Yeah, you could write this in a batch file using whatever ZIP program you’ve downloaded, it wouldn’t be that difficult, but I’m thinking about PowerShell a lot these days for my automation. Here’s code that will take a docx file and extract just the word/document.xml component into an output file whose name is provided.

# Load up the types required to handle a zip file.
Add-Type -AssemblyName System.IO.Compression.Filesystem

Function Get-DocXDocFile ($infilename, $outfilename){
$infileloc = [System.IO.Path]::Combine($pwd,$infilename)
$zip = [System.IO.Compression.ZipFile]::OpenRead($infileloc)
$zip.Entries | where { $_.FullName -eq “word/document.xml” } | foreach {
$outfileloc = [System.IO.Path]::Combine($pwd,$outfilename)
[System.IO.Compression.ZipFileExtensions]::ExtractToFile($_, “$outfileloc”,$true)


By now, if you’re like me, you’ve opened up that XML file and looked into it, and decided you don’t care that much to read its entrails.

That’s OK, I did it for you.

The new-style fields are all in “w:sdt” elements, and can be found by the “w:tag” name under the “w:sdtPr” element.

Old-style fields are all in “w:fldChar” elements, and can be found by the “w:name” value under the “w:ffData” element.

In XPath, a way of describing how you find a specific element / attribute in an XML file, that’s expressed as follows:



This does assume that you gave each of your fields names or tags. But it would be madness to expect data out if you aren’t naming your fields.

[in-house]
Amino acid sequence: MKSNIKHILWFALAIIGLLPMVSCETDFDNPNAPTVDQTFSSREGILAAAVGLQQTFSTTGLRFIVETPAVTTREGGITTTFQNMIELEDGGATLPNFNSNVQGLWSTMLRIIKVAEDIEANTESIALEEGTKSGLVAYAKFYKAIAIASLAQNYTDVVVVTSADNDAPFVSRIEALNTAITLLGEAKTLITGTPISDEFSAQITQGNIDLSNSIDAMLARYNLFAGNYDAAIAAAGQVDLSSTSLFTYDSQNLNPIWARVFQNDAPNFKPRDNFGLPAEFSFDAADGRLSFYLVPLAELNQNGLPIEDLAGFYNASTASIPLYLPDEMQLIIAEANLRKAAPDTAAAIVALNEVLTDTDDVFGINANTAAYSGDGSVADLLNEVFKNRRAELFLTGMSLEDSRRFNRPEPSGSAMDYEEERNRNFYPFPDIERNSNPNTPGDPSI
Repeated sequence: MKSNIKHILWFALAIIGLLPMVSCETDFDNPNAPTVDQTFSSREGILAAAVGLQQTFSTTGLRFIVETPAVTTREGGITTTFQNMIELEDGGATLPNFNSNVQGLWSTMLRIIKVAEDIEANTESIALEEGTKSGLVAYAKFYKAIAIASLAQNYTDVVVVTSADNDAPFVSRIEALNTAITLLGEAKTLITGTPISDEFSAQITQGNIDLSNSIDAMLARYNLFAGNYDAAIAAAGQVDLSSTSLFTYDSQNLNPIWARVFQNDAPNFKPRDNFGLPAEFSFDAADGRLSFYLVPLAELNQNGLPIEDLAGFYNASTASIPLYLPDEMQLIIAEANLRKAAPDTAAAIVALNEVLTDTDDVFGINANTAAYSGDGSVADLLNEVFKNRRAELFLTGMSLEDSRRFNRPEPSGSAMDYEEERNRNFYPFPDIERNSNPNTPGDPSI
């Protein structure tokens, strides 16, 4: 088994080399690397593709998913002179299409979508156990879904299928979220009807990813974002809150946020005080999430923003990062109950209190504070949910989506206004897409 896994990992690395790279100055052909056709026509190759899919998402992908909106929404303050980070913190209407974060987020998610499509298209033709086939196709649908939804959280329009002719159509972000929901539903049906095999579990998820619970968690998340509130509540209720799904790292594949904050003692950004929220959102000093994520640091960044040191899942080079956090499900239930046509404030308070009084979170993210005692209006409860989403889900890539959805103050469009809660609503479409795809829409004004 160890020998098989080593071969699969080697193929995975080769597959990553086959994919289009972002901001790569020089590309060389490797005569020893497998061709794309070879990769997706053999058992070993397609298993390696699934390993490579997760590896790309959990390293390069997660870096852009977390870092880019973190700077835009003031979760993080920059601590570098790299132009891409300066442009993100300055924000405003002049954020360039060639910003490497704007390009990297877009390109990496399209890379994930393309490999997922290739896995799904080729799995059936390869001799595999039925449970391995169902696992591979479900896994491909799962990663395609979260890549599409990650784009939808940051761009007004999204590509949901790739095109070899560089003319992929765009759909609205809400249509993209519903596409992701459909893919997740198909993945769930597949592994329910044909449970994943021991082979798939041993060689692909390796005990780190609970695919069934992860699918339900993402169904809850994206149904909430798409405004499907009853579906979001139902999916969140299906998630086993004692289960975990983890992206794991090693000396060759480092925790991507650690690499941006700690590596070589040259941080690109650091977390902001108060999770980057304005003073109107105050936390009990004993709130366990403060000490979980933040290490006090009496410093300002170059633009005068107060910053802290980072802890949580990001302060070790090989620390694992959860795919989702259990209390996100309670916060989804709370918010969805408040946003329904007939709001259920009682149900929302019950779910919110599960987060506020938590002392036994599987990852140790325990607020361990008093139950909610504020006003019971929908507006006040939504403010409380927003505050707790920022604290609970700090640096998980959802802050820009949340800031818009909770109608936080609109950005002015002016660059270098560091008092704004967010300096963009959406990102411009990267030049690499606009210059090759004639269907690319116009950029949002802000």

If you’re handy with .NET programming, you’re probably half way done writing the code to parse this using XmlDocument.

If only there was an easy – well, easier – way to do this!

If you’re not handy with .NET programming, you might need something a little (but sadly, not a lot) easier.

Remember those XPath elements? Wouldn’t it be really cool if we could embed those into a document, and then have that document automatically expand them into their contents, so we could do that for every form file we’ve got?

Well, we can.

It’s called XSLT

Short for Extensible Stylesheet Language Transformation (which is definitely long enough to need something to be short for it), XSLT, which really has no good pronunciation because I’m never going to say something that sounds like “ex-slut” at work, XSLT is a way to turn one XML-formatted document into some kind of output.

Let’s say we’re working with the document I outlined above (and which I will forget to attach to this blog post until someone points it out). We’ve already extracted document.xml, and with the right XSL file, and a suitable XSLT command (such as the Microsoft msxml tool, or whatever works in your native environment), we can do something like this:

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Maybe instead of text, you prefer something more like CSV:

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I will probably forget to attach the XSL stylesheets that I used for these two transformations to this blog post.

Maybe next time we can see about building this into a tool…

Here’s the files I forgot to add: ExtractData